Show Spotlight: Crumb @ Black Cat, 11/20/19
Today, Ben spotlight's tomorrow night's Crumb show at the Black Cat.
“Bombastic explosions of joy:” Crumb brings indiejazz psychedelia to Black Cat on Nov. 20.
Call it the Tame Impala effect: there’s a modern audience for zoned-out psychedelia in 2019.
Listeners looking for aural kicks can mine a rich vein of hazy indie bands custom-made for dilated journeys to the center of the mind. There’s the 70s AM gold-via-80s-lo-fi pop stylings of Mild High Club, the smoky disco vibe of Chas Bundick’s Toro y Moi, the spaced-out death jams of Unknown Mortal Orchestra.
And, of course, there’s Crumb, the Brooklyn-based quartet with kaleidoscopic tunes readymade for a date with a good set of headphones, a couple gummies, and your favorite bean bag chair.
Crumb comes to our cannabis-friendly nation’s capital on Wednesday, Nov. 20 for a show at Black Cat (1811 14th St. NW). Miami garage-funk outfit Divino Nino and Chesapeake, Va.’s own Shormey will open.
Crumb’s particular brand of head music is pleasantly weird, full of staggering bass beats, arpeggiated guitar, leisurely synth, and sleepy soul drums. Listening to Crumb’s first full-length record, 2019’s Jinx, is like a stoned, late winter weekend afternoon set to music — blunted, sunny, a little languid but somehow completely magical.
There are spooky breakouts reminiscent of Hypnophobia-era Jacco Gardner and crystalline melodies that could have been swiped from Melody Prochet’s Melody's Echo Chamber project (and in the case of the title track from Crumb’s Jinx album, the intro may or may not have actually been swiped from Prochet’s “You Won’t Be Missing That Part of Me”).
Crumb has (semi-) local roots, in that its earliest work was released on Richmond’s Citrus City Records. Jinx, however, was released independently, a move driven by “the new, weird frontier, in terms of how people access music,” according to bassist Jesse Brotter.
“It’s given us the power to grow organically and not outpace ourselves,” Brotter told Vice.com. “We’ve been able to fund this (album) solely based off of people listening to our music, but I feel like we’re just as on the outside looking in as anyone, because it’s not formulaic.”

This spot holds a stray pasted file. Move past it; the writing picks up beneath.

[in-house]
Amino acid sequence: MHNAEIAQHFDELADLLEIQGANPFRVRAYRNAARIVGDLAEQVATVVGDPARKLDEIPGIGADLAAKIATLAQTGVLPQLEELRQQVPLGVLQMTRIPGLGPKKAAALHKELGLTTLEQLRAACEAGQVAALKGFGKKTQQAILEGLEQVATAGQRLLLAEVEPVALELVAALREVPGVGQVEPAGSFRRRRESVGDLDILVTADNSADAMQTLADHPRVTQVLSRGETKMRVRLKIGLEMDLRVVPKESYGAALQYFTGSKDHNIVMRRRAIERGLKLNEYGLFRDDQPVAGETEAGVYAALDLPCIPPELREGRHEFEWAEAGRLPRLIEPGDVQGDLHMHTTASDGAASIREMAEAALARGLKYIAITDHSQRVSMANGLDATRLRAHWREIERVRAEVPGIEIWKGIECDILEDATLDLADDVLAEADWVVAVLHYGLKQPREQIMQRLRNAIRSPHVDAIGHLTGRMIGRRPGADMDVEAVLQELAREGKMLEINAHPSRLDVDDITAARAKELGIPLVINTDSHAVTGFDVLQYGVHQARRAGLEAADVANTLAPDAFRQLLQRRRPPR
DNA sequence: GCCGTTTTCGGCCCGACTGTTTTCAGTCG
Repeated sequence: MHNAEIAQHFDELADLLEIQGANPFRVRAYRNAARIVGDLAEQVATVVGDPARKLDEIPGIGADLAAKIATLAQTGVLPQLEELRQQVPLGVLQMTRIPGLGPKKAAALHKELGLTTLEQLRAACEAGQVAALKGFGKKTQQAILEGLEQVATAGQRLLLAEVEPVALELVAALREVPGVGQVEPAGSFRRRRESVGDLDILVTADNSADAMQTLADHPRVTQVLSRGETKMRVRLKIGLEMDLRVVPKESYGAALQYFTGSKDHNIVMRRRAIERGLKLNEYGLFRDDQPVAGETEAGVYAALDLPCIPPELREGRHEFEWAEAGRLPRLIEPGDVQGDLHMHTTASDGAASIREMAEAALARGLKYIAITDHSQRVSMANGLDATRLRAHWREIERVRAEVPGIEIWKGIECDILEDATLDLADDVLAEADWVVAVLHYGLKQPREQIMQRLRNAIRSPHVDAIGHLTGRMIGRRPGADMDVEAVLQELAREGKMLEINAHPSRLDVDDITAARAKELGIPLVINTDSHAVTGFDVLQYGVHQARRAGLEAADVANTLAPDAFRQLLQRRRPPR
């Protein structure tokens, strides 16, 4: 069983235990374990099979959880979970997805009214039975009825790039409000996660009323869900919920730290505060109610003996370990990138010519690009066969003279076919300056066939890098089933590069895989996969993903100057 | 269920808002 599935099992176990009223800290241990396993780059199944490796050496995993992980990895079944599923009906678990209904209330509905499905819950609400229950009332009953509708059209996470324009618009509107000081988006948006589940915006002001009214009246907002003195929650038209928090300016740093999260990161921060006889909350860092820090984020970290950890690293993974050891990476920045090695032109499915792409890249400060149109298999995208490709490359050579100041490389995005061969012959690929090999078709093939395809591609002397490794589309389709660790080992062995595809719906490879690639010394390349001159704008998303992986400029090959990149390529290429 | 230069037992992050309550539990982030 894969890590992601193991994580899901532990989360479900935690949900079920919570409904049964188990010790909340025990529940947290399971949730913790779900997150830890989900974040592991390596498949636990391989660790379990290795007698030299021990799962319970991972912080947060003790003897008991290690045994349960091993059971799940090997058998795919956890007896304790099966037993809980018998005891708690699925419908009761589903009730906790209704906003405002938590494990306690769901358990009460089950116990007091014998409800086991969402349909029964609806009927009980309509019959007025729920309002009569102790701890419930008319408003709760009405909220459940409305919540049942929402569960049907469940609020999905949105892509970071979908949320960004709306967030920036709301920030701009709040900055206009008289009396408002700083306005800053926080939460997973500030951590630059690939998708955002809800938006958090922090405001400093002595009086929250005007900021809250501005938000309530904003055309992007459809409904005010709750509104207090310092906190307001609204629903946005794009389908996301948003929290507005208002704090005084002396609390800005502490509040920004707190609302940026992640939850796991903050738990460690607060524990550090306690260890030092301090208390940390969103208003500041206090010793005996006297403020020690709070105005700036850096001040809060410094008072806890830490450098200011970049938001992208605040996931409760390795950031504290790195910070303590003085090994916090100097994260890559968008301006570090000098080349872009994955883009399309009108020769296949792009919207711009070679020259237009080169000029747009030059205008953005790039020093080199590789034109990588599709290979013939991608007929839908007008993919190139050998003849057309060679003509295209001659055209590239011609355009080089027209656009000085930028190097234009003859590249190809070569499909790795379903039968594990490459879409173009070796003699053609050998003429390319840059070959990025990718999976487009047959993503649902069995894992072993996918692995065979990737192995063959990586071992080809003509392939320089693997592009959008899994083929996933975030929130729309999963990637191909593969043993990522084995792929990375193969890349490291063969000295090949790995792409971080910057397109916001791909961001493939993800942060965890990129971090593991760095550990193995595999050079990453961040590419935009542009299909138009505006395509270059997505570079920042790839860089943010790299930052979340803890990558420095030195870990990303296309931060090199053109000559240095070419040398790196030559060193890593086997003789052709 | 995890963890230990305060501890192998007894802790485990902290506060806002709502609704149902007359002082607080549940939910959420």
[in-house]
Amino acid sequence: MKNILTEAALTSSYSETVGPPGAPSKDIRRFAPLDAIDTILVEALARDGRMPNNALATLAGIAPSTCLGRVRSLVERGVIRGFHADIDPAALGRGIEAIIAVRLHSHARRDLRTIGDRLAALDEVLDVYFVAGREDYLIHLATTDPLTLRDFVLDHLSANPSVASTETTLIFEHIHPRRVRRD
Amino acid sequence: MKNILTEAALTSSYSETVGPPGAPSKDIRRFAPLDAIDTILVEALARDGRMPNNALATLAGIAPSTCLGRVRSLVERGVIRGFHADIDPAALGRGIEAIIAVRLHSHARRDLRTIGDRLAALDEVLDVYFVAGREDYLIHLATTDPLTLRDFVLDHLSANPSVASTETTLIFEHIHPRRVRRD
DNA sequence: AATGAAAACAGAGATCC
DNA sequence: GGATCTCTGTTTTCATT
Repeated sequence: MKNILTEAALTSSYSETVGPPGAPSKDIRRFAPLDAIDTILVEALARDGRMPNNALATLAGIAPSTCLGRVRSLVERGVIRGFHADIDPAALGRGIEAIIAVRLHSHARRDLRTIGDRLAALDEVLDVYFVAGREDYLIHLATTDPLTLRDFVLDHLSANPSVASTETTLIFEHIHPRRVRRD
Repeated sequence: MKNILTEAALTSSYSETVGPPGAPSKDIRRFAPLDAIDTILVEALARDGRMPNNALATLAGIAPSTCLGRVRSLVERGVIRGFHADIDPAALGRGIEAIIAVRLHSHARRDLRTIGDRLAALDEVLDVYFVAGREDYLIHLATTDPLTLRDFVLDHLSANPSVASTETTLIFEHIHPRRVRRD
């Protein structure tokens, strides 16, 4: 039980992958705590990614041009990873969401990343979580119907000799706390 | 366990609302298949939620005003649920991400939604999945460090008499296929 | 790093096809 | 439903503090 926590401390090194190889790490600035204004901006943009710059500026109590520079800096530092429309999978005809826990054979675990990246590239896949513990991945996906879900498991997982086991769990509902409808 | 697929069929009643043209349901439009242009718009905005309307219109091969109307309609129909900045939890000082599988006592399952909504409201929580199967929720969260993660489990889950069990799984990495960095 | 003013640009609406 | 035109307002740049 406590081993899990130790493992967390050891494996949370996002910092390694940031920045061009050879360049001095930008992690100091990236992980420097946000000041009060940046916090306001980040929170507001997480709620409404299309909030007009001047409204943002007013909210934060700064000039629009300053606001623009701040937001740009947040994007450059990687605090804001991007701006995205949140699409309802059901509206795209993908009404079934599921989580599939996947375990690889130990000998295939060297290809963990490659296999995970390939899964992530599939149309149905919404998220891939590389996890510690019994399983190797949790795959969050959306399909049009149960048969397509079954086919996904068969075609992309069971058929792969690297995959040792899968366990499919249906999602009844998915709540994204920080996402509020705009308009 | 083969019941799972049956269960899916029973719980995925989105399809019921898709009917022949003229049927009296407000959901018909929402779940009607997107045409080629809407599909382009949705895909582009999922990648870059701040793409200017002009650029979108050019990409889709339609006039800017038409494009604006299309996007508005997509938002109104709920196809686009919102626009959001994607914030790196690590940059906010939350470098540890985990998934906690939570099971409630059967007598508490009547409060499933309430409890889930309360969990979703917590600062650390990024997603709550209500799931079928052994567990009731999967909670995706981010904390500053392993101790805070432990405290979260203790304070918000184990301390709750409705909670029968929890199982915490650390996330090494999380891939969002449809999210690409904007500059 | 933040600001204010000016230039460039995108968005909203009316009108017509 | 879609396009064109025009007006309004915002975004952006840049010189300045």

Crumb’s growth over the past three-plus years has been powered by a strong online community, from Reddit to Bandcamp to YouTube, where the band’s propensity for surreal videos attracted an audience of nearly 85,000 subscribers. Crumb’s 2018 single “Locket” garnered over 11 million views alone.
“That kind of blastoff internet exposure gave us a kind of momentum but more importantly, we reached so many amazing people through it,” singer/guitarist/songwriter Lila Ramani told Impose Magazine. “The personal responses that we’ve received from fans all over the world really inspired us to push as a band. We feel supported, and that means so much to us.”
Jinx, recorded on the heels of a frightening car accident in Canada, reflects the trauma of that incident as well as the general difficulty of being young artists living and creating in one of the biggest, most expensive cities in the world. Even so, there’s a wry sense of joy that floats throughout, and the warm embrace of jazz, Latin rhythms, and ambient styles that helped Crumb’s earlier work stand out from a million other internet bands.
But are they any good live? Third Coast’s Julian Ramirez was genuinely enamored when he reviewed the band’s recent performance at Thalia Hall in Chicago.
“Crumb is everything you’d want from an indie rock band,” Ramirez wrote, “with moments of beautiful clarity...that come off like bombastic explosions of joy.”
The Crumb performance at Black Cat is one of the band’s final shows on the current tour, so catch them now or else you may have to wait a while for your next chance. Doors are 7:30 PM. Tickets are $20.